On a wave at sea, the crest of a wave is a point where the wave is at its highest. A trough is the opposite of a crest, so a trough is a point where the wave is at its lowest.
In the case of an electromagnetic wave which has an electric and a magnetic axis, a crest on either axis refers to maximum oscillation in the positive direction whilst a trough refers to minimum oscillation in the negative direction.
Wavelength refers to a complete wave-cycle from one crest to the next, or one trough to the next.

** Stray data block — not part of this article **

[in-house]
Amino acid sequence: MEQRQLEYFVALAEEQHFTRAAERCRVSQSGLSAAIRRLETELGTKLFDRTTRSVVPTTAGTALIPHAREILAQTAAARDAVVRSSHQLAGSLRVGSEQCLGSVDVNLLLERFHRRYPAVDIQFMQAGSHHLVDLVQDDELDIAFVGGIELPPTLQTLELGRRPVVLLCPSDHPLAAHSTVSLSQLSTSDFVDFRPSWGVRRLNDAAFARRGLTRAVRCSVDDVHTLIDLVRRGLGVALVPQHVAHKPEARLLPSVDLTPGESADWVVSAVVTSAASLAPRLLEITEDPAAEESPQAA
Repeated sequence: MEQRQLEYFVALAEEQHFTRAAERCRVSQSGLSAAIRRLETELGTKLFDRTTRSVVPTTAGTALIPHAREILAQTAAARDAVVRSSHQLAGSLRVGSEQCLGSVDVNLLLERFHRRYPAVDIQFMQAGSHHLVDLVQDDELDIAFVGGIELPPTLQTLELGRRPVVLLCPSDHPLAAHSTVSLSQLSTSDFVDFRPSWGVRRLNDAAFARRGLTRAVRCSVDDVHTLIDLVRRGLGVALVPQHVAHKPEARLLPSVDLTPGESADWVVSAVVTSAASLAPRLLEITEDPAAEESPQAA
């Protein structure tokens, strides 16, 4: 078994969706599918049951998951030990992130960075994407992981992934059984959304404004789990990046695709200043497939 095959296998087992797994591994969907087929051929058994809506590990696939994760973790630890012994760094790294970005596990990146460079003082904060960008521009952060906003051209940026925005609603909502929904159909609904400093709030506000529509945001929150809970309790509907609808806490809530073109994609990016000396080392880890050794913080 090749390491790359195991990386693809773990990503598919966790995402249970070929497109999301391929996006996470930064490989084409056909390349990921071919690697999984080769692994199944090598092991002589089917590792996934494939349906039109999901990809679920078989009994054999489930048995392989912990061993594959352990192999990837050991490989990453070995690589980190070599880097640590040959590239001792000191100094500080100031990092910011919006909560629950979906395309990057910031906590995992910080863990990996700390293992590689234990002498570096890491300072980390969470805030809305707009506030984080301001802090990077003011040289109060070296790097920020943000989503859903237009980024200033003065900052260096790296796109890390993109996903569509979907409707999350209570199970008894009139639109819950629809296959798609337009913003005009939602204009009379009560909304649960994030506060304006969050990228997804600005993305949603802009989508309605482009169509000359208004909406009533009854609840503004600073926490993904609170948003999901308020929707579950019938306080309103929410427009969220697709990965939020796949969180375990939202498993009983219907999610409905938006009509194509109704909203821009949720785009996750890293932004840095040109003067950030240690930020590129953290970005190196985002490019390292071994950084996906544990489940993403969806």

Frequency refers to the number of complete waves that pass a given point in a given amount of time.
The amplitude of a wave is a measurement of the distance from the centre line (or the still position) to the top of a crest or to the bottom of a corresponding trough.
Amplitude is related to the energy a wave carries. The energy a wave carries is related to frequency and amplitude. The higher the frequency, the more energy, and the higher the amplitude, the more energy.